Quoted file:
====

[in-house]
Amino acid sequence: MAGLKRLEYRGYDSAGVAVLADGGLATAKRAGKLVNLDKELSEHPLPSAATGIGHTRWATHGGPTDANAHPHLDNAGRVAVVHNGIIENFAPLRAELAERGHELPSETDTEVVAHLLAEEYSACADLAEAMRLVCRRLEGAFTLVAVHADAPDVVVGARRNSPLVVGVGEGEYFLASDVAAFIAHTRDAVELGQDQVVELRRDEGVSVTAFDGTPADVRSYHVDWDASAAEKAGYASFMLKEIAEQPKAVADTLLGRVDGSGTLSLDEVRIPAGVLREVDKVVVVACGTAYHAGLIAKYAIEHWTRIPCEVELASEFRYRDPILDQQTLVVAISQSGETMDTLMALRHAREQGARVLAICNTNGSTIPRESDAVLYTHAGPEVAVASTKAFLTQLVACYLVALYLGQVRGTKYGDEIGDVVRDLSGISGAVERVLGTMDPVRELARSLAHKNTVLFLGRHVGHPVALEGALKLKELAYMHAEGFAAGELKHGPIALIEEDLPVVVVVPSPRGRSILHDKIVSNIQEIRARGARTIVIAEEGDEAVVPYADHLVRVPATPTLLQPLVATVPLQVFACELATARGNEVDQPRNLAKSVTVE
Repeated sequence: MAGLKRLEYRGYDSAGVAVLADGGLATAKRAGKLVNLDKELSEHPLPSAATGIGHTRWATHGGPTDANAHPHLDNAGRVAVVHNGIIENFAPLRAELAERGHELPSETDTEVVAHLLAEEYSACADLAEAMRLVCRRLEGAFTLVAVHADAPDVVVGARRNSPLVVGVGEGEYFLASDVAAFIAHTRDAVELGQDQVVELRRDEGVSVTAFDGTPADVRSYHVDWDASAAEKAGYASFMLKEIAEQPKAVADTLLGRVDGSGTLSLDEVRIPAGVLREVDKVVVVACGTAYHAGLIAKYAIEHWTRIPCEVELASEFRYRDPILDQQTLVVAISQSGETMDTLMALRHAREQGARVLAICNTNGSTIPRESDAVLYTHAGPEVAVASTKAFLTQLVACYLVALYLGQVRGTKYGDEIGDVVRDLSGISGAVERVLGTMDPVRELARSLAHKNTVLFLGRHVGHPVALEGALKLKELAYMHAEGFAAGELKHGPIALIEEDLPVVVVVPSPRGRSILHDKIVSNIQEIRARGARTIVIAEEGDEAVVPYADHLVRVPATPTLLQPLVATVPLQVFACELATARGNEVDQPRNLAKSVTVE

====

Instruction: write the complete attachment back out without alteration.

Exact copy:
[in-house]
Amino acid sequence: MAGLKRLEYRGYDSAGVAVLADGGLATAKRAGKLVNLDKELSEHPLPSAATGIGHTRWATHGGPTDANAHPHLDNAGRVAVVHNGIIENFAPLRAELAERGHELPSETDTEVVAHLLAEEYSACADLAEAMRLVCRRLEGAFTLVAVHADAPDVVVGARRNSPLVVGVGEGEYFLASDVAAFIAHTRDAVELGQDQVVELRRDEGVSVTAFDGTPADVRSYHVDWDASAAEKAGYASFMLKEIAEQPKAVADTLLGRVDGSGTLSLDEVRIPAGVLREVDKVVVVACGTAYHAGLIAKYAIEHWTRIPCEVELASEFRYRDPILDQQTLVVAISQSGETMDTLMALRHAREQGARVLAICNTNGSTIPRESDAVLYTHAGPEVAVASTKAFLTQLVACYLVALYLGQVRGTKYGDEIGDVVRDLSGISGAVERVLGTMDPVRELARSLAHKNTVLFLGRHVGHPVALEGALKLKELAYMHAEGFAAGELKHGPIALIEEDLPVVVVVPSPRGRSILHDKIVSNIQEIRARGARTIVIAEEGDEAVVPYADHLVRVPATPTLLQPLVATVPLQVFACELATARGNEVDQPRNLAKSVTVE
Repeated sequence: MAGLKRLEYRGYDSAGVAVLADGGLATAKRAGKLVNLDKELSEHPLPSAATGIGHTRWATHGGPTDANAHPHLDNAGRVAVVHNGIIENFAPLRAELAERGHELPSETDTEVVAHLLAEEYSACADLAEAMRLVCRRLEGAFTLVAVHADAPDVVVGARRNSPLVVGVGEGEYFLASDVAAFIAHTRDAVELGQDQVVELRRDEGVSVTAFDGTPADVRSYHVDWDASAAEKAGYASFMLKEIAEQPKAVADTLLGRVDGSGTLSLDEVRIPAGVLREVDKVVVVACGTAYHAGLIAKYAIEHWTRIPCEVELASEFRYRDPILDQQTLVVAISQSGETMDTLMALRHAREQGARVLAICNTNGSTIPRESDAVLYTHAGPEVAVASTKAFLTQLVACYLVALYLGQVRGTKYGDEIGDVVRDLSGISGAVERVLGTMDPVRELARSLAHKNTVLFLGRHVGHPVALEGALKLKELAYMHAEGFAAGELKHGPIALIEEDLPVVVVVPSPRGRSILHDKIVSNIQEIRARGARTIVIAEEGDEAVVPYADHLVRVPATPTLLQPLVATVPLQVFACELATARGNEVDQPRNLAKSVTVE